In late March, a Syrian refugee in Lebanon set herself ablaze in front of a UN building in protest of the organization’s inadequate aid services to Lebanon’s growing population of Syrian civilians. While recovering in hospital, she told Al Jazeera, “they burned my heart before they burned my body.”
Nearly half of Syria’s population has been displaced. The UN Office for the Coordination of Humanitarian Affairs’ latest figures reveal 6.5 million displaced within Syrian borders, while 2.5 million are under refugee status in surrounding countries like Turkey, Jordan, Iraq, and Lebanon. The Syrian Observatory for Human Rights announced last week that the death toll as a result of the Syrian crisis has risen above 150,000.
The World Health Organization (WHO) has also confirmed numerous cases of polio within the refugee population, “where now over 100 children show symptoms of the disease.” Syria had been polio-free since 1999.
Laboratory tests traced the new strain to Pakistan but it remains unclear whether the virus was brought by foreign militant groups fighting alongside (and sometimes against) Syrian rebels, or simply cultivated within an increasingly vulnerable refugee population with limited access to clean food and water.
As the WHO and UNICEF launched a large-scale vaccination campaign this month, activists admit, “immunization activities have been significantly constrained by the violence and access restriction.”
“With large-scale population movements ongoing within and between Syria and surrounding countries, it is very unlikely that it will ever be possible to state definitively how the virus came into the country,” the WHO’s Oliver Rosenbauer told Time last November.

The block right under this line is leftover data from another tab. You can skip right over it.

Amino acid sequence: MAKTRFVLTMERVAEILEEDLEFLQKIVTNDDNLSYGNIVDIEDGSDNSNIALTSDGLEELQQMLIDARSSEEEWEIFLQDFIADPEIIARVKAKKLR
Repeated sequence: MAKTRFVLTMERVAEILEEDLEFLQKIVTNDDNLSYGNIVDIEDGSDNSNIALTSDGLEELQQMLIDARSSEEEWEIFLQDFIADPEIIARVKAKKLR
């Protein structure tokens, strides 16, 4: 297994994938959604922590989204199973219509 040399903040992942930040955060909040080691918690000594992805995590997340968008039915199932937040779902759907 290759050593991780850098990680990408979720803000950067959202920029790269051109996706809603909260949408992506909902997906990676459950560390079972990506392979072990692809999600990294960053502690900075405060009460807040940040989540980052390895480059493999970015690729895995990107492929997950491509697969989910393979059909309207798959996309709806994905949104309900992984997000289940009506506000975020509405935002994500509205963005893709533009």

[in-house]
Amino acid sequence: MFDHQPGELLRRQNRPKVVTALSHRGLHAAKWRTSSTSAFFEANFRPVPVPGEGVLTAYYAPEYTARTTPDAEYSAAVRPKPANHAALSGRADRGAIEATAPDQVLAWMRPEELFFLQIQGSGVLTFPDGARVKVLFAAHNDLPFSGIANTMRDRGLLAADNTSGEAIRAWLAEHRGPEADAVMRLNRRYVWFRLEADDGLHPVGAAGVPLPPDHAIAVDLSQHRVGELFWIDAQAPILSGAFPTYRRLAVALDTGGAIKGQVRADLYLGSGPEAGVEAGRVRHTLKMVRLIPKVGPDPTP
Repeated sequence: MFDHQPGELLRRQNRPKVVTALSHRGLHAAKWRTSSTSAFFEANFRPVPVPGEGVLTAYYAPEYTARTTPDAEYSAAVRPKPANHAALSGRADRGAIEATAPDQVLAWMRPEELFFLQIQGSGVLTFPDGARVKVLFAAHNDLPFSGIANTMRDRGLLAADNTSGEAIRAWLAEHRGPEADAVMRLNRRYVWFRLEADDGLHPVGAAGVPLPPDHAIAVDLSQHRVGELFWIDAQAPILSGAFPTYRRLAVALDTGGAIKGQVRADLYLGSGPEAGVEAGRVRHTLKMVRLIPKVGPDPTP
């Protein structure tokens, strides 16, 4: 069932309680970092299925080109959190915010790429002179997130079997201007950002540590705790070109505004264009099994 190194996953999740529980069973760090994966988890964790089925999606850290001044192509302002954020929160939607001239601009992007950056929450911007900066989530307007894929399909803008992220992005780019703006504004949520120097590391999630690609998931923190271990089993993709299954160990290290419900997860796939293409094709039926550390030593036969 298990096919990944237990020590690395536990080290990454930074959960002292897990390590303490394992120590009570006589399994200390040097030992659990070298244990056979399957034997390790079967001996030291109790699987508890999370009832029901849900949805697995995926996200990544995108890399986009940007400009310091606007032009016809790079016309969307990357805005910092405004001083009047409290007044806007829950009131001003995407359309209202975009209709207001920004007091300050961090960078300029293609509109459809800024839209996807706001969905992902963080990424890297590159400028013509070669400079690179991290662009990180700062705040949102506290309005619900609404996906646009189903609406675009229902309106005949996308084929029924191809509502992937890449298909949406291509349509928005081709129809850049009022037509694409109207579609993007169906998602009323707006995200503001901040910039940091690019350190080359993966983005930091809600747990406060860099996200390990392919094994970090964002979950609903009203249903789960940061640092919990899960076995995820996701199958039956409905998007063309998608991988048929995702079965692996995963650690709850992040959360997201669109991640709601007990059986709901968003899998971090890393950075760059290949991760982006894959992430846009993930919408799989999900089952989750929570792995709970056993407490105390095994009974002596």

Struggles of a host community
According the UN statistics, half of the Syrians in Lebanon are under the age of eighteen, and the Lebanese state-funded school system has made efforts to accommodate. Only two years ago, state schools across Lebanon accommodated only 300,000 children.
Eighty schools have adopted an afternoon-shift policy since January to condense school days and take advantage of classrooms that would otherwise be empty during recesses and lunch breaks.
An exiguous country situated along the Mediterranean coast, Lebanon’s entire population only amounts to approximately 4.5 million people. Last week, the UN High Commissioner for Refugees announced that since the start of the Syrian crisis, over one million Syrian refugees have entered Lebanon and continue to have significant human and financial impacts on the country
Incumbent President Michel Suleiman pleaded with the international community for additional assistance to cope with the influx of refugees at the UN General Assembly last September. During his speech, the President referred to the “unprecedented increase in the numbers of incoming refugees from Syria” as Lebanon’s “most pressing and biggest burden”. Refugees, almost entirely Palestinian and Syrian, now constitute approximately a quarter of Lebanon’s entire population.
As a veteran host community, the Lebanese already have a history of accommodating displaced populations. With the narrative of the Palestinian struggle deeply ingrained into Lebanese political culture, the influx of Syrian refugees has reignited debate over Lebanon’s role in accommodating those fleeing from violence and discrimination in the region. Estimates pin the current number of Palestinian refugees in Lebanon at between 260,000 – 300,000, with some families having lived in refugee camps for nearly sixty years due to Israeli occupation.